MANILA, Nov 11 (Mabuhay) – Philippines may have failed to reach its tourist arrival target but Tourism Secretary Ramon Jimenez, Jr. believes the country can still recover, with the help of Filipinos.
Jimenez said while some Philippine spots have not been gaining international popularity as hoped, Filipino hospitality remains a strength.
“If you look at all the surveys, the Philippines as a destination didn’t rate as highly as you would have wanted it to. But if you did the survey on the Filipino, we were above so many other. In other words, the people have always been our strength,” Jimenez said in a forum at the Luneta Hotel in Manila.
With the campaign of “It’s More Fun in the Philippines,” Jimenez stressed that Filipinos’ hospitality and openness have enhanced the country’s image as a unique destination, aside from its awe-inspiring places.
“We may not be amazing. We may not be incredible. If nothing else, we are fun. The truism about the Filipinos’ willingness to allow visitors to participate in their culture, in their joy for life is a very significant advantage,” he said.
Jimenez also mentioned that South Korea is currently the largest tourism market of the Philippines with 1.2 million arrivals a year, followed by the United States, Japan, China, and Australia.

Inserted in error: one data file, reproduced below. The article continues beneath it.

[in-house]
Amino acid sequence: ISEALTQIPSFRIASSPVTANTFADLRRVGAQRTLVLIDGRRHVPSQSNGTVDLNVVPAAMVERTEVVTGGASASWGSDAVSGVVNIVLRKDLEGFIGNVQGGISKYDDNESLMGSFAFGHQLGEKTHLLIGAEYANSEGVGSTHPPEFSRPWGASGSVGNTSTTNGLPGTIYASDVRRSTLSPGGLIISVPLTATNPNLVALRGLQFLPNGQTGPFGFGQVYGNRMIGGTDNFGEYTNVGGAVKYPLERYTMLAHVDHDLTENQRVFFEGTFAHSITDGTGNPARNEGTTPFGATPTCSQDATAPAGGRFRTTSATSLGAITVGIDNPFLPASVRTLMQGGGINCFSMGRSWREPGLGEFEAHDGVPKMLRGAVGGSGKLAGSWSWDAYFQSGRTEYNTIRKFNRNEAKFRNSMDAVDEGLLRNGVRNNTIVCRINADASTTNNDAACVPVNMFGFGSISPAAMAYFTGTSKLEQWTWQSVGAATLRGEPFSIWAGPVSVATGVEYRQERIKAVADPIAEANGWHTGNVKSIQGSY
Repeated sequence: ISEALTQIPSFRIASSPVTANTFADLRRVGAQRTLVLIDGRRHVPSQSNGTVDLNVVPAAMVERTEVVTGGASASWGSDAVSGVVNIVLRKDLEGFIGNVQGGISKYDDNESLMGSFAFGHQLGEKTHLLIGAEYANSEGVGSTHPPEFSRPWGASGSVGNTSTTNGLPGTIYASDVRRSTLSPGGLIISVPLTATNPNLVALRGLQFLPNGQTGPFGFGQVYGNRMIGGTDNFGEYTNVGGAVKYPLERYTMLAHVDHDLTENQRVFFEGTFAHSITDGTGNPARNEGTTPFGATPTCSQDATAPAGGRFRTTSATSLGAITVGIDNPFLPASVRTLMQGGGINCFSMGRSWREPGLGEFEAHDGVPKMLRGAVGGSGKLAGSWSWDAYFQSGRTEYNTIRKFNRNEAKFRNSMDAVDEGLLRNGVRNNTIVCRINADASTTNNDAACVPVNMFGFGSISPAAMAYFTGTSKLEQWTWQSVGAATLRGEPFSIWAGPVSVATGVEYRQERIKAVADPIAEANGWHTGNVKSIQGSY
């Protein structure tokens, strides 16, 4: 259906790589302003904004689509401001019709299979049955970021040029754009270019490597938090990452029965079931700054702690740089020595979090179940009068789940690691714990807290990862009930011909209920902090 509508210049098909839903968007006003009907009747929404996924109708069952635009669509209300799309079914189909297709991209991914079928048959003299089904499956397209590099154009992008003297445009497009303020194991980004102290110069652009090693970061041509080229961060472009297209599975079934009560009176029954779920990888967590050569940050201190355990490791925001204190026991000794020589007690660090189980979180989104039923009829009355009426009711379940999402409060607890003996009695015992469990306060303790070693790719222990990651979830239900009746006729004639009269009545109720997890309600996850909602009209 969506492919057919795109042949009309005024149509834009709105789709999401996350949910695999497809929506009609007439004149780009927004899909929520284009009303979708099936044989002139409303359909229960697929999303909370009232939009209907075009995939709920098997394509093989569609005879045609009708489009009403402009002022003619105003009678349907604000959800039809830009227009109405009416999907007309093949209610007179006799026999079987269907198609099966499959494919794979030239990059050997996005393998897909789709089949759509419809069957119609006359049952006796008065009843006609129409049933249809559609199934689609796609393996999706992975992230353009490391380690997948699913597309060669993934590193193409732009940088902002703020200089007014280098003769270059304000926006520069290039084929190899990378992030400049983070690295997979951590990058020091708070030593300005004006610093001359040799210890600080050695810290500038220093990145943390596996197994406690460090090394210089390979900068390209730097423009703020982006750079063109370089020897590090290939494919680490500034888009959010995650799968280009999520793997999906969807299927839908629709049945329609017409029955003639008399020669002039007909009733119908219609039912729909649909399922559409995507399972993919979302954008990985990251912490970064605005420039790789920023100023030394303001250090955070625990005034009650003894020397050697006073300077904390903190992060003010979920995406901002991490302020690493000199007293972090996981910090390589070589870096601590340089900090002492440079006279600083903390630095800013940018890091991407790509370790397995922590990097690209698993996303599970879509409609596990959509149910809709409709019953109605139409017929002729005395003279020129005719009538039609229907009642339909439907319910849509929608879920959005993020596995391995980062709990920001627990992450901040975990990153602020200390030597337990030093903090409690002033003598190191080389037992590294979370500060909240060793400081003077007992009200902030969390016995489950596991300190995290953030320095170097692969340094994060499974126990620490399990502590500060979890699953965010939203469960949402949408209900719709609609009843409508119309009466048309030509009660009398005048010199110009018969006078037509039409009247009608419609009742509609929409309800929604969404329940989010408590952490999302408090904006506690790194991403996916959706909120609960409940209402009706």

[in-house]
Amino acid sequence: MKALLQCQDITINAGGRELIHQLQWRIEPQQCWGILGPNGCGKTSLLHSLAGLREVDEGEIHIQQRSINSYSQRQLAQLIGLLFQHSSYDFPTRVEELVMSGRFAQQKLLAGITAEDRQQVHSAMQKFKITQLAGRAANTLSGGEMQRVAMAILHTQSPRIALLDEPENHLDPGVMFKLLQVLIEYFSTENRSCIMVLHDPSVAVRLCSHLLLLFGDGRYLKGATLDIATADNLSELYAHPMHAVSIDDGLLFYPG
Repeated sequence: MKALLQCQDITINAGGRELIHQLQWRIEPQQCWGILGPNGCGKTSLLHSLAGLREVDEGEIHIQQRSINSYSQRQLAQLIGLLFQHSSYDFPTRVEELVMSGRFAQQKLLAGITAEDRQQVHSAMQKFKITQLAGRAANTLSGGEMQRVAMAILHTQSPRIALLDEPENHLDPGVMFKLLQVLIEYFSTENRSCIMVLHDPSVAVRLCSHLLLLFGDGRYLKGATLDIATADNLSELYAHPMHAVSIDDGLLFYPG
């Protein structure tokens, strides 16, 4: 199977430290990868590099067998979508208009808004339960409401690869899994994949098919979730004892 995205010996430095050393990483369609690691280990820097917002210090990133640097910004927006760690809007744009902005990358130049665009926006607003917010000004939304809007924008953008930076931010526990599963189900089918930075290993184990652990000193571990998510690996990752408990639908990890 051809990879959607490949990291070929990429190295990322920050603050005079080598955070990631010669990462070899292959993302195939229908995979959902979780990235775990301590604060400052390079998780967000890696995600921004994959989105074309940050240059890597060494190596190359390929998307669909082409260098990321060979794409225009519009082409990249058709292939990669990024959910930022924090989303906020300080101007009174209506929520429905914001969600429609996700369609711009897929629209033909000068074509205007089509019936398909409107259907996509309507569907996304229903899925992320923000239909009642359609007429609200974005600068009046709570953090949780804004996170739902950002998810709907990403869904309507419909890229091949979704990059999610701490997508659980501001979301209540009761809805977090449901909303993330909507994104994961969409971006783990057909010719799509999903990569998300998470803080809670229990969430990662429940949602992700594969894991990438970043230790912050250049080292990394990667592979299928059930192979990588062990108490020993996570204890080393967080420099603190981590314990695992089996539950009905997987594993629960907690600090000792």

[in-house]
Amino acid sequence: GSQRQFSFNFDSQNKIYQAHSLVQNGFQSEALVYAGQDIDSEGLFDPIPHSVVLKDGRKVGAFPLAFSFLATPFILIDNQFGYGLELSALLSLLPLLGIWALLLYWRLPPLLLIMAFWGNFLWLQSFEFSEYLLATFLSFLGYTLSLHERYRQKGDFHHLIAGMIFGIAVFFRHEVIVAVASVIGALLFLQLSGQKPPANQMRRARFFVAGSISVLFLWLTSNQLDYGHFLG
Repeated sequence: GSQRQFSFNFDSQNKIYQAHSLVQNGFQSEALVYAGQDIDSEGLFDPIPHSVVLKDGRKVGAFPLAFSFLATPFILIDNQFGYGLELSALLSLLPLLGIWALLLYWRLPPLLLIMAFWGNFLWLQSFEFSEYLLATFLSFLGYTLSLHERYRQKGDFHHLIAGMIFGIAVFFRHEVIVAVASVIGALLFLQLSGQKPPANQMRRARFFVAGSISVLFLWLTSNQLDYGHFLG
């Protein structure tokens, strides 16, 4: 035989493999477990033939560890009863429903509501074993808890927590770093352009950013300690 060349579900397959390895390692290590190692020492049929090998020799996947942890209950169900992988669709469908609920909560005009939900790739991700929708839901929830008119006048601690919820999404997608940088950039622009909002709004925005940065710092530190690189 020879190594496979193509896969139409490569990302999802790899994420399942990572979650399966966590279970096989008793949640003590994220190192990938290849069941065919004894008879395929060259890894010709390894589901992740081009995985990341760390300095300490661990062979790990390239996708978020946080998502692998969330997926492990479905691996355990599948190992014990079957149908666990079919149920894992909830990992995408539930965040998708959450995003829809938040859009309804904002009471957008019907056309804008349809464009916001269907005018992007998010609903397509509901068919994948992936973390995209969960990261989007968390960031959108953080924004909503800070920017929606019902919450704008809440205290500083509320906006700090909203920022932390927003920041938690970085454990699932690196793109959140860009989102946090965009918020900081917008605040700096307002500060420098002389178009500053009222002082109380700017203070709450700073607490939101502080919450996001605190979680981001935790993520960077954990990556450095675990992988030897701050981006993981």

The secretary also attributed the missed foreign tourist arrival target to a series of natural disasters such as typhoon “Yolanda,” geopolitical issues, and unfortunate incidents such as the Manila hostage-taking crisis in 2010, where several tourists from Hong Kong died.
“The travel community in Hong Kong remained all the time very solidly behind the Philippines. And as soon as they had the chance to promote the Philippines again, they did and in a very big way. And that is why our Hong Kong arrivals are growing again very significantly,” Jimenez said.
However, Jimenez said the prospects will materialize only if Filipinos themselves would appreciate their own country, especially through attitude change which, he said, has been the thrust of the Aquino administration from the beginning.
“It is very easy to talk in terms of precisely creating overarching strategies that, first, will govern our role in aviation in this part of the world. And then of course the role of various agencies around it. But you cannot do that without the fundamental transformation in the attitude of people,” he said.
Jimenez said the challenge of keeping Philippine tourism globally competitive goes with the exercise of nation-building by getting the people behind the campaign.
“Fun in the Philippines was as much directed at the Filipino as it was to the foreign market. We had to be convinced ourselves, and this is the role we are meant to play,” Jimenez said. (MNS)